The Types of Water Supply and Waste Water Disposal
Statistics say that out of 10 people in the world, 5 have running water supplied from the water supply line, 3 have water supply from improved water sources like protected springs or wells, and 4 have no access to any protected water sources which means their water supply comes from unprotected waterways such as rivers, lakes, streams, and canals.
Water is a basic need of man. One cannot survive without water. Civilization would fall. Economics will fail. Water is that essential. Everyone needs to conserve water and preserve this natural resource to ensure that the supply will not be depleted.
The domestic water supply that 54 % of households in the world today enjoy comes from either of the two basic water sources.
Basic Sources of Domestic Water
Potable or drinking water comes from either surface water or ground water. Large water supply systems mostly rely on surface water resources while smaller water systems use ground water. Surface water includes waterways such as rivers, lakes, streams. The water from such bodies of water is routed to dams or water reservoirs for filtration and purification and chlorination. The water that comes from water supply systems that process their water through filtration and chlorination are 100 % safe to drink.
Ground water is water from deep well. The well is dug and drilled to hit the aquifers. An aquifer is an underground level of water-bearing permeable rock (sand, gravel, silt or clay) where water can be extracted using a pump. Ground water is dependent on the condition of the aquifer. Water wells can be as shallow as 20 feet or as deep as a thousand feet. There are small private water systems that supply water to residences too. These water companies subject their water to a series of purification, chlorination and sometimes even fluoridation. However, there are households who have opted to dig their own crude well and pump up their own water supply. The water from private wells may not be safe to drink. In cases like these, it's best to have the water tested in a laboratory.
Another source of water is the sea through desalination. The treated water then goes into reservoirs either by gravity or by using pumps.
Portable Water Supply
Domestic water system has been around ever since man came to be. The way and manner that water has been transported to homes have changed a lot in the last few decades. Modern and updated indoor plumbing allowed you to enjoy water at a flick of a "tap" or at the click of your fingers.
How does water get into your home? In a typical town or community water system the water is pressurized and distributed to a network of buried pipes. These pipes run along the length of almost every street in the city. Smaller pipes connect from the main line to bring water from the distribution network to your house. In many communities, water is pressurized by pumping water into elevated storage tanks that are higher than the houses they supply water to. The water is then "pushed" into your taps by gravity. Households on private water supply use pumps to bring water up from their well, and then store water at an elevated pressurized tank.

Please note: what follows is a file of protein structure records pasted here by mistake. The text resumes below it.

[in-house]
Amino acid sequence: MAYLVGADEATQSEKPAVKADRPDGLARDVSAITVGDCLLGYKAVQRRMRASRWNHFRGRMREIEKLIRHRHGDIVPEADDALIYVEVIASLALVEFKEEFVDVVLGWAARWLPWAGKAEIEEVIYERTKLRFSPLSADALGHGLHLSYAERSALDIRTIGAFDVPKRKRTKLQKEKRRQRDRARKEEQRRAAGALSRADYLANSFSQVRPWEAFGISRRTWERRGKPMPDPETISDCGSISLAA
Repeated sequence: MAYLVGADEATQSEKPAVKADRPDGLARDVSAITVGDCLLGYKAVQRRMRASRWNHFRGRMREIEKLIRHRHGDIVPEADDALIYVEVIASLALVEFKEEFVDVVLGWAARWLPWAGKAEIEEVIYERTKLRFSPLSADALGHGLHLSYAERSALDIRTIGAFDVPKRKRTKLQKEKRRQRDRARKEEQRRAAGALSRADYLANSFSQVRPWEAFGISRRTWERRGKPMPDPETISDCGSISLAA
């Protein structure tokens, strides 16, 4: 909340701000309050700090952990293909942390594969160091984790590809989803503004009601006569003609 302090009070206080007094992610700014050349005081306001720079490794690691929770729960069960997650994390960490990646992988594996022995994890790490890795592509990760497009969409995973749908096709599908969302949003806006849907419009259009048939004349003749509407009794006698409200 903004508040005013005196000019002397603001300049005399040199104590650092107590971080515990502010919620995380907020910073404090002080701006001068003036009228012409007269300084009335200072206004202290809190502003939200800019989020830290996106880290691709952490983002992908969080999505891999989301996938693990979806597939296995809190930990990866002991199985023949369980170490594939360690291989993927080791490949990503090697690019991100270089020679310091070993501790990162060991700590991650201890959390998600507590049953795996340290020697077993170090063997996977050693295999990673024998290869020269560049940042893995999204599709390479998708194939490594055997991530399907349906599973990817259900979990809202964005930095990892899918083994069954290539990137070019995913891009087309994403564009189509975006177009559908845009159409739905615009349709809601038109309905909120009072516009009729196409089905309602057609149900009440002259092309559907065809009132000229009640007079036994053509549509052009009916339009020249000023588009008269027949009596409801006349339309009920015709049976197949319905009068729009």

In the UK, water is supplied by quite a few private water companies. A customer has the right to a continuous water supply. It is mandatory that the water provided is safe to drink, fluoride added where needed, and supplied at an accepted level of pressure. On the other hand, the water company can impose a temporary ban in watering plants and washing cars if there is a shortage of water.
Water and Waste Disposal
Where does your wastewater go? Again, in a typical community or town a water system goes hand in hand with a sewer system. Your home's wastepipes are connected to the main sewer line where it will be taken and treated in a wastewater treatment facility. The manholes that you see at specific intervals on the road are vertical pipes that serve as entry points for either the labyrinth of sewer pipes below the streets or the storm drainage.
Wastewater and other fecal and urine materials discharged from house sewer into the main are first treated before being discarded into the sea, a lake or river. The treated wastewater can also be reused for irrigation and landscaping.
In areas where there is no municipal or community sewer system, residences build their own septic tanks for wastewater disposal. The septic tank is so constructed that it has two chambers for the wastewater and fecal matter to decompose then leach to the soil below it. The location of the septic tank should be quite a distance from the water supply especially if it is ground water. The wastewater can seep into the soil near the well and that could very well compromise the quality of the well water.
The sewer line should be differentiated from the storm drain or drainage well system. Storm drain is for draining excess rain, and surface water from streets, sidewalks, parking lots and roofs. They are seen in street gutters but the excess water actually drains towards an underground canal. Access to storm drains is by manholes or gratings. Most homes connect their lots' surface water drainage to the main. In the UK, catch basin or gulley-pots are so designed under the gratings to act as "traps". These gulley-pots could actually prevent sewer gases from escaping.
Whatever domestic water supply you have, remember that water is essential.
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